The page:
Markyate pet owner receives ban for animal neglect

PUBLISHED: 12:11 16 November 2014

Court report

Court report


A man has been disqualified from keeping animals for three years after he neglected a cat, a collie dog and two tortoises.

Neil Raines, 44, of Dammersley Close, Markyate, had previously pleaded guilty to neglecting Sue, a two year old black cat, Lucky, a 14 year old black and white collie dog, and two tortoises, all of which havebeen rehomed.

He appeared at St Albans Magistrates’ Court last Wednesday and was also given a six month community order with a week curfew from 8pm to 8am and made to pay £780 costs.

RSPCA inspector Rachel Smith said: “The needs of these animals were just not being met. A suitable environment had not been provided for Sue, who was kept enclosed in a cat basket over a litter tray and not allowed to roam. She was also suffering from extreme weight loss and had not been taken to a vet to be treated for this.

“Lucky, the not-so-lucky collie, had not been given a suitable environment or diet and the two tortoises had not been given the light or heat that they need to survive.

“The message here is that taking on the care of any animal is a big responsibility and it is important to remember the animals involved are completely dependent on this care.

“Anyone taking on such a duty needs to think carefully to make sure they have the time and resources to do so.”

More news stories


A London Colney primary school went the extra mile for its nativity play by including a real donkey and baby.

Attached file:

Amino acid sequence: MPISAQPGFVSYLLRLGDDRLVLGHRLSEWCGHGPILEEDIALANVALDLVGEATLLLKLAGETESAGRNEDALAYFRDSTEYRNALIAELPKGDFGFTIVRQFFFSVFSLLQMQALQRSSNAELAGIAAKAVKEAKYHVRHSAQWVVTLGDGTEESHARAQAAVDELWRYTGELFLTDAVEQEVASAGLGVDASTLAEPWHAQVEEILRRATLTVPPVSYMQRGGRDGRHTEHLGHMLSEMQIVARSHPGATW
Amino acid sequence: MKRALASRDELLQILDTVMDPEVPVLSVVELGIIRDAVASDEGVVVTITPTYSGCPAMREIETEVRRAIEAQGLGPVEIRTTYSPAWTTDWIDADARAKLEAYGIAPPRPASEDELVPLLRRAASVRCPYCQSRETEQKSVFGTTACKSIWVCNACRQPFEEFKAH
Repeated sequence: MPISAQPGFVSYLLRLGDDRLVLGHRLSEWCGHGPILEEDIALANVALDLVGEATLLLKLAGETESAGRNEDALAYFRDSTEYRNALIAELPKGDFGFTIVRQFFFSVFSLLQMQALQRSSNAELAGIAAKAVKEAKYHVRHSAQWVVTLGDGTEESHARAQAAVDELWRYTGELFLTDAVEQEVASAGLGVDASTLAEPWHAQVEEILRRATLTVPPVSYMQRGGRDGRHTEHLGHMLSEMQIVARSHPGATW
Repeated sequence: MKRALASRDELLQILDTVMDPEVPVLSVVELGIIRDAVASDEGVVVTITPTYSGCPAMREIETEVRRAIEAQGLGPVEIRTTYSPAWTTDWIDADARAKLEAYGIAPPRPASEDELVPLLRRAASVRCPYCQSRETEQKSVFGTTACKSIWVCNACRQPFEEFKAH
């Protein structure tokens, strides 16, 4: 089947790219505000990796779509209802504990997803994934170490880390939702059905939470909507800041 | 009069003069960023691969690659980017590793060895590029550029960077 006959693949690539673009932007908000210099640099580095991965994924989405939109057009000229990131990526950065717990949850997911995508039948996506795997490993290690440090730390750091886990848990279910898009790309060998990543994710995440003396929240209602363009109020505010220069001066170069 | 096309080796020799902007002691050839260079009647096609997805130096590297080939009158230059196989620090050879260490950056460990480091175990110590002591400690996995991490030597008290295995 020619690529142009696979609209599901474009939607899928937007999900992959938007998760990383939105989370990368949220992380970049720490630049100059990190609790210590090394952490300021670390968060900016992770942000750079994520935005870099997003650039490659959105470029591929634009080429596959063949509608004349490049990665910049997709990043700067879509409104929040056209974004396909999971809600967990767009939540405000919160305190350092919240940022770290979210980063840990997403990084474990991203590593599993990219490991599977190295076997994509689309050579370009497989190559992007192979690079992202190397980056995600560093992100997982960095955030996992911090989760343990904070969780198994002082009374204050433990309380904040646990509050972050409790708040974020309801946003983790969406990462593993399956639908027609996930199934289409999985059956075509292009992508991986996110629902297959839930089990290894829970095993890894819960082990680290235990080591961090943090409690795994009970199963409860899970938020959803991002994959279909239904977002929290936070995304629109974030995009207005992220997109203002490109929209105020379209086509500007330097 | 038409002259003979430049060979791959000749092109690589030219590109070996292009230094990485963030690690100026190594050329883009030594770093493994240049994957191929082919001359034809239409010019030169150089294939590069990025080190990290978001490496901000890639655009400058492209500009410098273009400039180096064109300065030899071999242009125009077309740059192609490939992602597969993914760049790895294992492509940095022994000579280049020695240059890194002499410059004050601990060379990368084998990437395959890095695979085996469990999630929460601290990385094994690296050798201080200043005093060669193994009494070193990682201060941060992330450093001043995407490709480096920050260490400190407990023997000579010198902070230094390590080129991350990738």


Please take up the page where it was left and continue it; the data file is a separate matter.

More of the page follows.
A solicitor is raising awareness of mental well-being in her workplace by utilising the specialist training she has attended.


Legendary Hertfordshire band The Zombies will be inducted into the Rock & Roll Hall of Fame next year. Alan Davies spoke with the group’s lead singer Colin Blunstone.

Two men have been arrested in connection with a burglary in St Albans.


I should probably have taken the hint! Walking out into the garden recently an unprecedented flock of thirty or more crows raucously greeted me from the treetops at the bottom of my garden. Cawing and croaking these big, black birds clung clumsily to the top most branches and twigs, jostling and flapping to stay balanced in a constant flurry of feathers. There is always something ominous about crows – they are after all carrion crows, the vultures of the bird world – always watching for scraps and weakness that might mean their next meal.

Digital Edition

Read the The Herts Advertiser e-edition E-edition
Zoo Watch CountryPhile

Newsletter Sign Up

Herts Advertiser weekly newsletter
Sign up to receive our regular email newsletter

Our Privacy Policy

Most read stories

Hot Jobs

Show Job Lists

Herts Most Wanted Herts Business Awards